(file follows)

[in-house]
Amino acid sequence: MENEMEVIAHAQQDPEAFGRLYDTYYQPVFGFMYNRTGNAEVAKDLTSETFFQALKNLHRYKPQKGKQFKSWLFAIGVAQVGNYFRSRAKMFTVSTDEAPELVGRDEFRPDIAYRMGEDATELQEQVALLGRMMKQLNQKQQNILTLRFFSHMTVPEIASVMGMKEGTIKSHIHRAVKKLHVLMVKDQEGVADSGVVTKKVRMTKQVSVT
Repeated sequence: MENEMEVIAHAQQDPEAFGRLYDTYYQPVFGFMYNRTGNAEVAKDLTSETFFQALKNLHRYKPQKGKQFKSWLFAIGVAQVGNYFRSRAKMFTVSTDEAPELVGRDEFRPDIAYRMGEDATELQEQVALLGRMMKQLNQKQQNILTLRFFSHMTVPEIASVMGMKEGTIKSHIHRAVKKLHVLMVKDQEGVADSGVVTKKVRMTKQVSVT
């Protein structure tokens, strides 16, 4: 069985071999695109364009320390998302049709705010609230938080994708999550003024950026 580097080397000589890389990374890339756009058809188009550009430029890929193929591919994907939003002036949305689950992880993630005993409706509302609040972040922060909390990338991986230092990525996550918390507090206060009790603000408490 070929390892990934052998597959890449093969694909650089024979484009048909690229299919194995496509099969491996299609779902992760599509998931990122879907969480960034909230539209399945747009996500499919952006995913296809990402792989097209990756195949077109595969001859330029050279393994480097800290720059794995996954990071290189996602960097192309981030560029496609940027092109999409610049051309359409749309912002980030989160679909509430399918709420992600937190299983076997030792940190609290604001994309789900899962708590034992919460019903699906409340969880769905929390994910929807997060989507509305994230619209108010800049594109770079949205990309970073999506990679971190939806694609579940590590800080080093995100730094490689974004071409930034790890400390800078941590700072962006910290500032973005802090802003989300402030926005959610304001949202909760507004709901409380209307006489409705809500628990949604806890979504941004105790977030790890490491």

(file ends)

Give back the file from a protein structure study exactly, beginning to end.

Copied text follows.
[in-house]
Amino acid sequence: MENEMEVIAHAQQDPEAFGRLYDTYYQPVFGFMYNRTGNAEVAKDLTSETFFQALKNLHRYKPQKGKQFKSWLFAIGVAQVGNYFRSRAKMFTVSTDEAPELVGRDEFRPDIAYRMGEDATELQEQVALLGRMMKQLNQKQQNILTLRFFSHMTVPEIASVMGMKEGTIKSHIHRAVKKLHVLMVKDQEGVADSGVVTKKVRMTKQVSVT
Repeated sequence: MENEMEVIAHAQQDPEAFGRLYDTYYQPVFGFMYNRTGNAEVAKDLTSETFFQALKNLHRYKPQKGKQFKSWLFAIGVAQVGNYFRSRAKMFTVSTDEAPELVGRDEFRPDIAYRMGEDATELQEQVALLGRMMKQLNQKQQNILTLRFFSHMTVPEIASVMGMKEGTIKSHIHRAVKKLHVLMVKDQEGVADSGVVTKKVRMTKQVSVT
């Protein structure tokens, strides 16, 4: 069985071999695109364009320390998302049709705010609230938080994708999550003024950026 580097080397000589890389990374890339756009058809188009550009430029890929193929591919994907939003002036949305689950992880993630005993409706509302609040972040922060909390990338991986230092990525996550918390507090206060009790603000408490 070929390892990934052998597959890449093969694909650089024979484009048909690229299919194995496509099969491996299609779902992760599509998931990122879907969480960034909230539209399945747009996500499919952006995913296809990402792989097209990756195949077109595969001859330029050279393994480097800290720059794995996954990071290189996602960097192309981030560029496609940027092109999409610049051309359409749309912002980030989160679909509430399918709420992600937190299983076997030792940190609290604001994309789900899962708590034992919460019903699906409340969880769905929390994910929807997060989507509305994230619209108010800049594109770079949205990309970073999506990679971190939806694609579940590590800080080093995100730094490689974004071409930034790890400390800078941590700072962006910290500032973005802090802003989300402030926005959610304001949202909760507004709901409380209307006489409705809500628990949604806890979504941004105790977030790890490491």